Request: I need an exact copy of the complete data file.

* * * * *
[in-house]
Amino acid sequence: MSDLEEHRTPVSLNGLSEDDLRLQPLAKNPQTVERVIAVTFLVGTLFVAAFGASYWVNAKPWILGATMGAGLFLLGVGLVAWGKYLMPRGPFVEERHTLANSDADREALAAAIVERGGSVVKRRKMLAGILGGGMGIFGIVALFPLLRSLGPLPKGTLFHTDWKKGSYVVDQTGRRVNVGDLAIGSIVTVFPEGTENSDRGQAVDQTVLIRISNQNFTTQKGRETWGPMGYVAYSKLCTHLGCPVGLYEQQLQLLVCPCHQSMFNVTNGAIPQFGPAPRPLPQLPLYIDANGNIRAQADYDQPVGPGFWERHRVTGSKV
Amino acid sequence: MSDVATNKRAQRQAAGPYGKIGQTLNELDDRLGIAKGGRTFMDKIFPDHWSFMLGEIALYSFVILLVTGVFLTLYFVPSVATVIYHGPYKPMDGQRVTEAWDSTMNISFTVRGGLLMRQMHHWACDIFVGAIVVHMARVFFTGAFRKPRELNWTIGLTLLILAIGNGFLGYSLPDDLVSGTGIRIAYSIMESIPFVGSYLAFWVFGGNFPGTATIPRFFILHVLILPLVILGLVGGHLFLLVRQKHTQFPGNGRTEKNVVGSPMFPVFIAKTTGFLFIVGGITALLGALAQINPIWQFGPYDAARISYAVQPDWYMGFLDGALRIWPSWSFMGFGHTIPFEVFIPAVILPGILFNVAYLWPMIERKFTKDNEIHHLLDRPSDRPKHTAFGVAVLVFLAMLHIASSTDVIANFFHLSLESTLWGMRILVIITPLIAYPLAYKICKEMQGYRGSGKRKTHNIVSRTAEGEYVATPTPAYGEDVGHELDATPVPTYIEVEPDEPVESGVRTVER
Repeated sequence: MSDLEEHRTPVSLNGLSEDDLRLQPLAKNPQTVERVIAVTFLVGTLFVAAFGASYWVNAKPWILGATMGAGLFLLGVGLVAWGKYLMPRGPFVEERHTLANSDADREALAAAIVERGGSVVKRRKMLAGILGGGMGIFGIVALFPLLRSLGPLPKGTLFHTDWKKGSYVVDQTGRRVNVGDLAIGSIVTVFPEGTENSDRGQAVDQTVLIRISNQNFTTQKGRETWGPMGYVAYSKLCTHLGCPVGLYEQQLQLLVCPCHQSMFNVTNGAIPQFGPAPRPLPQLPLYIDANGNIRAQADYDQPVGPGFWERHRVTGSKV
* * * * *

[in-house]
Amino acid sequence: MSDLEEHRTPVSLNGLSEDDLRLQPLAKNPQTVERVIAVTFLVGTLFVAAFGASYWVNAKPWILGATMGAGLFLLGVGLVAWGKYLMPRGPFVEERHTLANSDADREALAAAIVERGGSVVKRRKMLAGILGGGMGIFGIVALFPLLRSLGPLPKGTLFHTDWKKGSYVVDQTGRRVNVGDLAIGSIVTVFPEGTENSDRGQAVDQTVLIRISNQNFTTQKGRETWGPMGYVAYSKLCTHLGCPVGLYEQQLQLLVCPCHQSMFNVTNGAIPQFGPAPRPLPQLPLYIDANGNIRAQADYDQPVGPGFWERHRVTGSKV
Amino acid sequence: MSDVATNKRAQRQAAGPYGKIGQTLNELDDRLGIAKGGRTFMDKIFPDHWSFMLGEIALYSFVILLVTGVFLTLYFVPSVATVIYHGPYKPMDGQRVTEAWDSTMNISFTVRGGLLMRQMHHWACDIFVGAIVVHMARVFFTGAFRKPRELNWTIGLTLLILAIGNGFLGYSLPDDLVSGTGIRIAYSIMESIPFVGSYLAFWVFGGNFPGTATIPRFFILHVLILPLVILGLVGGHLFLLVRQKHTQFPGNGRTEKNVVGSPMFPVFIAKTTGFLFIVGGITALLGALAQINPIWQFGPYDAARISYAVQPDWYMGFLDGALRIWPSWSFMGFGHTIPFEVFIPAVILPGILFNVAYLWPMIERKFTKDNEIHHLLDRPSDRPKHTAFGVAVLVFLAMLHIASSTDVIANFFHLSLESTLWGMRILVIITPLIAYPLAYKICKEMQGYRGSGKRKTHNIVSRTAEGEYVATPTPAYGEDVGHELDATPVPTYIEVEPDEPVESGVRTVER
Repeated sequence: MSDLEEHRTPVSLNGLSEDDLRLQPLAKNPQTVERVIAVTFLVGTLFVAAFGASYWVNAKPWILGATMGAGLFLLGVGLVAWGKYLMPRGPFVEERHTLANSDADREALAAAIVERGGSVVKRRKMLAGILGGGMGIFGIVALFPLLRSLGPLPKGTLFHTDWKKGSYVVDQTGRRVNVGDLAIGSIVTVFPEGTENSDRGQAVDQTVLIRISNQNFTTQKGRETWGPMGYVAYSKLCTHLGCPVGLYEQQLQLLVCPCHQSMFNVTNGAIPQFGPAPRPLPQLPLYIDANGNIRAQADYDQPVGPGFWERHRVTGSKV